Readers like you keep news free for everyone.

More than 5,000 readers have already pitched in to keep free access to The Journal.

For the price of one cup of coffee each week you can help keep paywalls away.

Support us today
Not now
Sunday 29 January 2023 Dublin: 5°C
# FAQ for the DUP
This is the Northern Irish party that will keep Theresa May as Prime Minister
What is the DUP?

General Election 2017 declaration Niall Carson DUP Deputy Leader Nigel Dodds. Niall Carson

AROUND BRITAIN, PEOPLE are frantically Googling who the Democratic Unionist Party are this morning.

The searches were so frantic that the DUP website crashed as the party celebrated taking 10 of Northern Ireland’s 18 seats in Westminster.

Those ten seats are now enough to make the DUP kingmakers, ensuring that Theresa May’s Conservative Party remains in power and May stays in Downing Street.

But who is the party founded by Ian Paisley? And what do they want?


Founded in 1971 by Paisley and Desmond Boal, along with other members of the Protestant Unionist Party, the party is further to the right of the North’s other unionist party, the UUP. It has historical ties to many Protestant churches in the North, including the Paisley-founded Free Presbyterian Church of Ulster.

Several members of the Ulster Resistance paramilitary group would become prominent members of the DUP over the years, including former leader Peter Robinson. This group collaborated with the Ulster Volunteer Force (UVF) in the 80s.

The party renounced violence and was part of the initial Good Friday Agreement talks, but withdrew in protest at Sinn Féin’s involvement while the IRA still held weapons. They opposed the Agreement referendum, which passed with 71% of the vote.

After arguing for a “fair deal” in the 2003 Assembly elections, they would become the largest party in the North.

Freedom of Assembly

General Election 2017 PA Wire / PA Images Party leader Arlene Foster with candidates at the launch of the DUP manifesto at the Old Courthouse in Antrim. PA Wire / PA Images / PA Images

In the south, we mainly know them as the party opposite and alongside Sinn Féin in the Stormont Assembly. At least, they were until March. The power-sharing Assembly has been vacant since January after a bitter row between the parties over the “cash-for-ash” scandal.

During that scandal, DUP First Minister Arlene Foster ignored repeated calls for her to step aside while an investigation is carried out into the scheme – which could cost taxpayers in the North in the region of £400 million (about €460 million), possibly more.

There are questions over how long Foster, who was the minister with responsibility for the scheme from its inception in 2012 until 2015 – knew the initiative was flawed.

The RHI aimed to encourage businesses (and later individuals) to switch to more environmentally-friendly heating methods. Subsidies paid to companies were not capped and the more heat a business generated, the higher the subsidy it received.

The subsequent election in March saw the DUP take the most seats in the assembly, but their 28 was just one more than Sinn Féin. The parties have yet to come to an agreement on the running of the Assembly since.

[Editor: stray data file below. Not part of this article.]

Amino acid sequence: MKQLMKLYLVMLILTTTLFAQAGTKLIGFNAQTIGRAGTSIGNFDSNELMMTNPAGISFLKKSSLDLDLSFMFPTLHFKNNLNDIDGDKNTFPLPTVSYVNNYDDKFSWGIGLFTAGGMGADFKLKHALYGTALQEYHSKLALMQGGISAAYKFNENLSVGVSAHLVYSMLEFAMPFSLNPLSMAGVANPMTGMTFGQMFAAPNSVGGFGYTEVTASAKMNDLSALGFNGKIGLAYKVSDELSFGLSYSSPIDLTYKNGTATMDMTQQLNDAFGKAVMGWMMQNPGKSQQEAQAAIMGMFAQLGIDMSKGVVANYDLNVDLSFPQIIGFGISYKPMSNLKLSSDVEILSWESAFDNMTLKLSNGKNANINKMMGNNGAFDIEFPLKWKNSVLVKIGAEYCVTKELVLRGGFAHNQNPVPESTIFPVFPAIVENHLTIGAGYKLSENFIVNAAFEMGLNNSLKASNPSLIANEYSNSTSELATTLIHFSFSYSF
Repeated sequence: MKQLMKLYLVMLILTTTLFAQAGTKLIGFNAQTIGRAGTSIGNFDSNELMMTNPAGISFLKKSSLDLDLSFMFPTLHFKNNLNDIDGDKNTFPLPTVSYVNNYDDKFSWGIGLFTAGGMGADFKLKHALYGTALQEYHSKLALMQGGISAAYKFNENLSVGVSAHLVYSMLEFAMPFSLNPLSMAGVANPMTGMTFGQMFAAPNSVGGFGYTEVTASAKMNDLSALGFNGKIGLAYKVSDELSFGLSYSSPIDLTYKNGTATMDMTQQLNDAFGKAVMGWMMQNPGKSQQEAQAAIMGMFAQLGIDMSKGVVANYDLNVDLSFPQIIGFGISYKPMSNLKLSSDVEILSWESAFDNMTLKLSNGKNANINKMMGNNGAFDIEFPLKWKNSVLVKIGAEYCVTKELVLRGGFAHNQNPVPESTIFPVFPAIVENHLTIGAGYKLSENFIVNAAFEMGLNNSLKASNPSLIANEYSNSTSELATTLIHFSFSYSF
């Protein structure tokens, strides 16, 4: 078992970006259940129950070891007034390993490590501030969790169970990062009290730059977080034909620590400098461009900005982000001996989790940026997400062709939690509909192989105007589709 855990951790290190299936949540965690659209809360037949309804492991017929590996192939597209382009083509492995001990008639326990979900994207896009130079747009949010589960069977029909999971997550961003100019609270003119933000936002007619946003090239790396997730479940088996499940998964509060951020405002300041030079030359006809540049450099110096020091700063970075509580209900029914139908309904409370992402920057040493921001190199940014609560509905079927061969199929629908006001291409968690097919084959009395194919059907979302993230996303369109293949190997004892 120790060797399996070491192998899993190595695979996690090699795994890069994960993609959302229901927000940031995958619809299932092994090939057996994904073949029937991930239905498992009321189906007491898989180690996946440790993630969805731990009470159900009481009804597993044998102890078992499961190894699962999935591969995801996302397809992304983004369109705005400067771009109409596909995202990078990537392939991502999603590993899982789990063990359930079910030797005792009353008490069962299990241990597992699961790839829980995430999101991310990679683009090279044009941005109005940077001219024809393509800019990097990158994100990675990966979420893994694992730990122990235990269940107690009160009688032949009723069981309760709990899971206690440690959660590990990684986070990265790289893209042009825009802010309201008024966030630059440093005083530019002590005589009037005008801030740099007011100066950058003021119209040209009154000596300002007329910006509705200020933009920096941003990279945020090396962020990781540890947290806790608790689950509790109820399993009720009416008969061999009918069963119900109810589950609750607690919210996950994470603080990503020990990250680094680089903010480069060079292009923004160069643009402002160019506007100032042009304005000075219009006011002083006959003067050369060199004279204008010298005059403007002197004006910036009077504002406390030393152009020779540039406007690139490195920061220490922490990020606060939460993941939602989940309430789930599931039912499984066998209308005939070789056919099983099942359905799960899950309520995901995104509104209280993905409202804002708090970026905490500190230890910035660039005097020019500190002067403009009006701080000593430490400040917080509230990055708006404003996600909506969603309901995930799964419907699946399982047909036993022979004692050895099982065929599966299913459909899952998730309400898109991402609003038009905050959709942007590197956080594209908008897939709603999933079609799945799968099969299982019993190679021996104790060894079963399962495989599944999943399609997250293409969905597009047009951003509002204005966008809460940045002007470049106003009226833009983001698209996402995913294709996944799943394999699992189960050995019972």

In yesterday’s Westminster elections, the party took 10 of 18 seats.


90082350_90082350 Founder of the party, Reverend Ian Paisley.

The DUP at its core is a right-wing, loyalist and unionist party. Their 2017 manifesto highlighted the need to make Northern Ireland more connected in terms of infrastructure and digital supports and called for massive investment in the country.

While being pro-Brexit, Foster has spoken out against a hard Brexit and a hard border.

“No-one wants to see a hard Brexit, and what we want to see is a workable plan to leave the European Union, and that’s what the national vote was about – therefore we need to get on with that.

“However, we need to do it in a way that respects the circumstances of Northern Ireland and, of course, our shared history and geography with the Republic of Ireland.”

Socially, the party is extremely conservative. In 2015, it used the North’s petition of concern system to block the legalisation of gay marriage in the North, despite a majority of members voting in favour.

Foster last year pledged that the party would not support expanding British abortion laws into the North.

“I would not want abortion to be as freely available here as it is in England and don’t support the extension of the 1967 act.”

On climate change, the party has been divided, with East Antrim MP Sammy Wilson calling it a “con”.

Wilson has also said that it is ok to compare Sinn Féin with Isis, that public breastfeeding is “exhibitionism” and appeared to agree with a constituent who suggested Northern Ireland “get the ethnics out”.

What will they want?

Holding the balance of power, the DUP will feel emboldened to make demands of Theresa May, though what they want is unclear.

The party has spoken about the need to a “frictionless” border with Ireland, but early reports suggest that the DUP wants a guarantee that there will be no special status for Northern Ireland in Brexit talks, something Sinn Féin has pushed for.

The party’s deputy leader Nigel Dodds has called the plan “hot air”.

On Twitter, many are asking their Conservative MPs to oppose any deal with the DUP.

The DUP has vowed to oppose Corbyn as long as he is Labour leader.

Last month, Foster hit out at Labour leader Jeremy Corbyn, who she dubbed “abhorrent” for his supposed support of the IRA.

Read: Theresa May reaches deal with DUP and will visit Buckingham Palace to form government